For the Moynihans, The Last Waltz had an impact during childhoods full of Beatles 8-tracks, an uncle's reel-to-reel tapes on quad stereo, and the required dose of KSHE before they moved on to The Grateful Dead when they got tired of "Carry On My Wayward Son."

Mark says he first remembers seeing the documentary on VHS sometime in the late 70s on VHS: "It blew me away. I cherished that tape."

"I remember when MTV started up and they'd use clips from the movie," Johnny adds, "like 'The Night They Drove Old Dixie Down.' That's when I noticed who they were."

Conversation with the Moynihan brothers winds around musical heroes, how many have died, how Richard Manuel, Rick Danko, and Levon Helm from The Band went too soon, what became of the group after The Last Waltz -- an evening of three people who have been deeply affected by an iconic band captured on film at a pivotal moment, even though it didn't capture them at their best.

For Mark, "Rock of Ages [The Band's 1972 live album] is a superior performance. They were really on top of their game." This year Mark and Johnny will attempt to recreate some of the sound of that earlier album with the help of the Funky Butt Brass Band in addition to Randy Reece of the Zydeco Crawdaddies who's been the regular horn player since the start of the event. As Mark tells it, "Randy showed up at The Shanti and we asked if he'd like to play horns for us at the first tribute. He's done it ever since."

The horn section keeps growing, and they're getting closer to Allen Toussaint's original horn arrangements. "Last year Adam [Hucke] and Aaron [Chandler] from Funky Butt showed up right before the show. We gave them the song list, wrote down the chords, and they just rocked out," Johnny says. "Yeah, they knew all the songs already," Mark adds.

As far as tributes, you won't see anyone dressed in a leisure suit à la Van Morrison as in the film. The Moynihans have never wanted this to be a costume party or a musical replica. "We encourage everybody to interpret the songs however they want," Johnny says. "They can get weird. We don't want carbon copies."

"You can't sing like those guys," Mark explains, "The mismatch of different styles they had, you can't recreate that."

Even though it's a tribute to a specific musical event, the Moynihans have never adhered to the track list of the documentary or album, preferring instead to delve deeper. "They got onto me at rehearsal the other night about the flow of the show," Mark tells, "asking if it was really right. But if we tried to play The Last Waltz it would fucking suck. We tried it one time and it was a mess. There's so much other stuff. It's more of a tribute to The Last Waltz and to The Band. We do almost all of the songs, but there are some great songs they didn't play that night. A whole other show's worth."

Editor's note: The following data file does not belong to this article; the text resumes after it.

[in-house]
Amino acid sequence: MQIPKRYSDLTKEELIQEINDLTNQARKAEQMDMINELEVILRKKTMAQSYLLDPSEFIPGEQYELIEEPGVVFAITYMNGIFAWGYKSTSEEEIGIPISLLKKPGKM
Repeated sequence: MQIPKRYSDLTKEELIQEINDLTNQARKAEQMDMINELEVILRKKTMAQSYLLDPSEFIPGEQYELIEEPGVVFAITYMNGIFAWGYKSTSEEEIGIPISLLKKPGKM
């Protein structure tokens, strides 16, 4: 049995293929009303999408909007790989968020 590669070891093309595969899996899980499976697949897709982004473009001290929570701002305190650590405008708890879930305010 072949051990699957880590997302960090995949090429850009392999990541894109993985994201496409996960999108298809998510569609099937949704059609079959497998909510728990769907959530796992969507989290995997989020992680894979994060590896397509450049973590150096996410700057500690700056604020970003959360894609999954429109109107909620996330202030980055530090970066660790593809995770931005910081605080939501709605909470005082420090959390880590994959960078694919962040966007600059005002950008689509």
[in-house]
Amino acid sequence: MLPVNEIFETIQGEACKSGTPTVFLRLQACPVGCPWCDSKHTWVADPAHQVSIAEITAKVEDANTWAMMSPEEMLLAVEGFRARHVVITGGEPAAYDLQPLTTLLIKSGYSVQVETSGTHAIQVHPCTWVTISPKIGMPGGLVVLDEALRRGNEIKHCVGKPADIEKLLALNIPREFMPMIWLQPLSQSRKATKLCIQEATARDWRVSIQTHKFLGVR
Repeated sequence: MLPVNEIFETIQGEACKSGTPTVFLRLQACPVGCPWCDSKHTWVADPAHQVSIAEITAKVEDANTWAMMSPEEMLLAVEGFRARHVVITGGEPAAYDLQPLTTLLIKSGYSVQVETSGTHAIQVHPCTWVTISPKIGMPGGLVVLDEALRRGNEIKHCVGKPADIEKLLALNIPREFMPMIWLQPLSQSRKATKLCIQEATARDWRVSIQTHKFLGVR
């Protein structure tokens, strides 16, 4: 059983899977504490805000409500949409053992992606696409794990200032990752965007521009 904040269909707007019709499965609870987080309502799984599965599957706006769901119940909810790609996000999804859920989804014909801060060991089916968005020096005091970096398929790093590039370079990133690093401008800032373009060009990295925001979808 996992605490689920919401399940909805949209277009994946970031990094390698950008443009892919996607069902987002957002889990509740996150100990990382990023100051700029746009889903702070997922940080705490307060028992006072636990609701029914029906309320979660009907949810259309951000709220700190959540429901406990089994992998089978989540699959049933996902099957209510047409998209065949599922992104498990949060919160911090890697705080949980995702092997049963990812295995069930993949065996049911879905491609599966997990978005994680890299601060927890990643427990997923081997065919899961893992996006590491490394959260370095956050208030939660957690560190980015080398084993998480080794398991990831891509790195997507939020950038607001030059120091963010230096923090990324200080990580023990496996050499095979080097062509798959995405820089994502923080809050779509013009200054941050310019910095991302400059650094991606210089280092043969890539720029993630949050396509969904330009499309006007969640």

When Old Capitol joined the line-up five years ago, they brought "Atlantic City" from Jericho, The Band's 1993 album recorded without original member Robbie Robertson and after the death of Richard Manuel. "We tried to do it once or twice and it sucked," Mark confesses. "Thank God Old Capitol came along!"

They started the 2014 show with a full Dylan set. "That was too much music. We had to scrap that," Mark goes on to say. "I loved it. It was killer. When I say too much music, I mean we just don't have enough time. We could do six hours, easily but it's generally a four-hour show."

"These days," Johnny says, "we work harder at pumping new blood into it." To that end, "Racketbox is adding at least one new song this year -- 'The W.S. Walcott Medicine Show' -- and somebody's doing 'Chest Fever,' which we've never had before, and 'Live is a Carnival'. We did another one we took a stab at, and it was a swing and a miss."

The show brings out a the extended Moynihan family and lots of familiar faces, people who don't make it out as often anymore because of age, parenthood, or sobriety. It's grown into its own holiday gathering, as much tradition as the food on the table the next day. It's grown deep roots in the fundamental connection between people and music. As Mark says, "We've lived and breathed this music for so much of our lives." And it shows in the best way possible.